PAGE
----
Q&A: Microsoft Exec Talks Up Co-opetition With Open Source
Bill Hilf, director of platform technology strategy at Microsoft, addresses the company's changing views on open source and its work with partners such as JBoss and SugarCRM.
Bill Hilf, director of platform technology strategy at Microsoft, explains the Redmond, Wash.-based software giant’s changing views on open source and its work with partners such as JBoss and Sugar CRM in an interview with CRN Senior Writer Paula Rooney at LinuxWorld Expo.
CRN: Microsoft seems to be changing its tune on open-source software and is working with JBoss and SugarCRM. Will Microsoft support more open-source projects?
HILF: Yes. It's not so much of a change. If you take the open source out of the open-source world, it's standard practice for Microsoft to work with partners. We've worked with Oracle, SAP and other partners.
CRN: But in the past, Microsoft was critical of the open-source model. Why the shift?
HILF: It wasn't a big switch. It's part of the maturing of Microsoft. It’s not about how people develop and license their software, or if they want to give their software away. We look at it from a pure opportunity standpoint.
CRN: What has come out of Microsoft's work with JBoss?
HILF: The JBoss application server is now certified for SQL Server. That was announced [in February]. The first working version of the JBoss application server optimized for Windows will be announced at JBoss World.
CRN: What resources did you provide to JBoss and SugarCRM that others can't get?
HILF: We bring the technical team to Redmond to focus on technologies such as Active Directory and SQL Server. The work is mostly around principles, architecture and best practices. And they know which people [at Microsoft] to go to. It's less about special treatment than getting them connected to the right people.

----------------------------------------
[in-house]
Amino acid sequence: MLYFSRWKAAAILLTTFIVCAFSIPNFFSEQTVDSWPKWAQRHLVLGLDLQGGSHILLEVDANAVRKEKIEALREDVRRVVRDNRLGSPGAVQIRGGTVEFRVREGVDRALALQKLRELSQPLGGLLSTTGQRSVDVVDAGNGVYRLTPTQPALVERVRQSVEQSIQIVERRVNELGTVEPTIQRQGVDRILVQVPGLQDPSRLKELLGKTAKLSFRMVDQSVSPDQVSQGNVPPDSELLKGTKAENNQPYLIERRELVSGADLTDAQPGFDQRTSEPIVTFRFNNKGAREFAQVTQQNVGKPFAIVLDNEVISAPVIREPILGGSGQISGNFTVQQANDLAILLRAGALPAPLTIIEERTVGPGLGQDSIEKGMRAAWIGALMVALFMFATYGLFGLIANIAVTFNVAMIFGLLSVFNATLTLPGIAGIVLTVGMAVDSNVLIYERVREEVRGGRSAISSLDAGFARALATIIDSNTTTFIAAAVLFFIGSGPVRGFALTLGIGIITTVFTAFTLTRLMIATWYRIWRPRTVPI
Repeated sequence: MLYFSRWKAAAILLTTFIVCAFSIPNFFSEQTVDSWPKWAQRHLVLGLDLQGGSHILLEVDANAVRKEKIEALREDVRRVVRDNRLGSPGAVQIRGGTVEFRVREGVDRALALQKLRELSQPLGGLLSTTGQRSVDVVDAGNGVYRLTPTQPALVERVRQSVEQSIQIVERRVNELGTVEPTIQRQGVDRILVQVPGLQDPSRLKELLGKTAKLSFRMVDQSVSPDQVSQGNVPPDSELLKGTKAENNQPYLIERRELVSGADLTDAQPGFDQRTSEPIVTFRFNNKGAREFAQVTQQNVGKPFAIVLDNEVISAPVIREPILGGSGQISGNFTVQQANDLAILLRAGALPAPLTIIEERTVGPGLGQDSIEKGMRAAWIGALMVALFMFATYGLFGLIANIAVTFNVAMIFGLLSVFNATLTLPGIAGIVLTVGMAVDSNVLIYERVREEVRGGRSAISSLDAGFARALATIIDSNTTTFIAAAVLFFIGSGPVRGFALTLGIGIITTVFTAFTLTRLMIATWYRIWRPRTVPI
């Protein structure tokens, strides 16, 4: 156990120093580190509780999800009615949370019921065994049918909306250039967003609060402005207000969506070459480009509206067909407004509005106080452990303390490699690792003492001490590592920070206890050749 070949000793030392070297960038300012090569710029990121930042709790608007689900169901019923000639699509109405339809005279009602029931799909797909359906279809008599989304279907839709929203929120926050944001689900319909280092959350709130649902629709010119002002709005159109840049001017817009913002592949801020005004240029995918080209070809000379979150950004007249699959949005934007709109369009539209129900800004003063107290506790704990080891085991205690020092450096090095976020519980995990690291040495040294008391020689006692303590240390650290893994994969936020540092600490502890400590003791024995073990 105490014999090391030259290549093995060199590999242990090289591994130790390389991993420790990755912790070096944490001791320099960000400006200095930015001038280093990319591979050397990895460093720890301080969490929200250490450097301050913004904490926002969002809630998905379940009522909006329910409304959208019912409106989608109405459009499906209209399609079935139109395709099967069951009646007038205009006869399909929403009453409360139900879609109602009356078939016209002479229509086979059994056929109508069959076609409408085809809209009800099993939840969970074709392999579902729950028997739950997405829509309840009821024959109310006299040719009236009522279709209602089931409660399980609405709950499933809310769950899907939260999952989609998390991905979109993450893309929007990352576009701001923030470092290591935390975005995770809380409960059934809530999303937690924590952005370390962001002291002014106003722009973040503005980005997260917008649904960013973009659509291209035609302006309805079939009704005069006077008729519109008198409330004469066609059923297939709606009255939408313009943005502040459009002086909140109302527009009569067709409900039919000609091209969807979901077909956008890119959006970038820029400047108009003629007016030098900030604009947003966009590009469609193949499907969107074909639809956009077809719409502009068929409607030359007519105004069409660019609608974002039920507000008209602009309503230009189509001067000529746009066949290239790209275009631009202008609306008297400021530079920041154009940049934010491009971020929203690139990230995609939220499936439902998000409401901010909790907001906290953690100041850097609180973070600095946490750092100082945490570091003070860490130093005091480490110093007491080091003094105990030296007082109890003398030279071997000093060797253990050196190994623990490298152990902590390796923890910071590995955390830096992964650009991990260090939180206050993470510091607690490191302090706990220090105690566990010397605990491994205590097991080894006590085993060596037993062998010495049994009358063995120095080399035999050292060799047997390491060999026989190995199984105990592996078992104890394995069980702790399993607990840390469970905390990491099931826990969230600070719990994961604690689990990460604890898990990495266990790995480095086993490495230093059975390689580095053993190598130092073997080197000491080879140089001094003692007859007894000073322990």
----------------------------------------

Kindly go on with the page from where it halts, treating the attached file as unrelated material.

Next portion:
CRN: Microsoft said it will support Linux guest operating systems on Virtual Server 2005 R2 and that it will give away that platform, like Xen, free of charge. But will Microsoft support Windows guest operating systems running on Xen?
HILF: It's such a good question and one most people haven't thought through. It gets sticky for the customer. There can't be some gray line. When we think about how we'll support it, we'll make a commercial best effort to resolve a customer problem. But if [the user] can't replicate the error in a nonvirtualized environment, then it's something with the virtualization engine. If it is a Red Hat operating system problem, that'll be a Red Hat support issue.
CRN: Has Microsoft engaged in any discussions with Red Hat or Novell about how to support guest operating systems on each other's virtualization platforms?
HILF: We've talked with both of them and invited them to our virtualization events, but we haven’t established a hand-off policy.
CRN: How do you think customers should deal with the issue of getting support for guest operating systems on Xen?
HILF: It's going to be a gray area. If I were a partner, I'd think there's opportunity out there for someone to figure out what to do about this problem.
CRN: How does Microsoft explain its support of open source after years of dismissing it?
HILF: It might seem heretical we're doing that, and I had to work with Redmond on that. But we're not endorsing open source. JBoss is just a good partner. It's that classic co-opetition.
CRN: Is Microsoft going to form partnerships with other open-source projects or companies?
HILF: Yes, there is a group of others we're talking with. We're looking at open-source companies that matter in terms of volume. There are five, 10 or 20 open-source applications that are broadly interesting to most customers. There are thousands of open-source projects that are ‘abandonware’ or ‘orphanware’ that no one cares about.
The Business of Going DigitalDigital business isn't about changing code; it's about changing what legacy sales, distribution, customer service, and product groups do in the new digital age. It's about bringing big data analytics, mobile, social, marketing automation, cloud computing, and the app economy together to launch new products and services. We're seeing new titles in this digital revolution, new responsibilities, new business models, and major shifts in technology spending.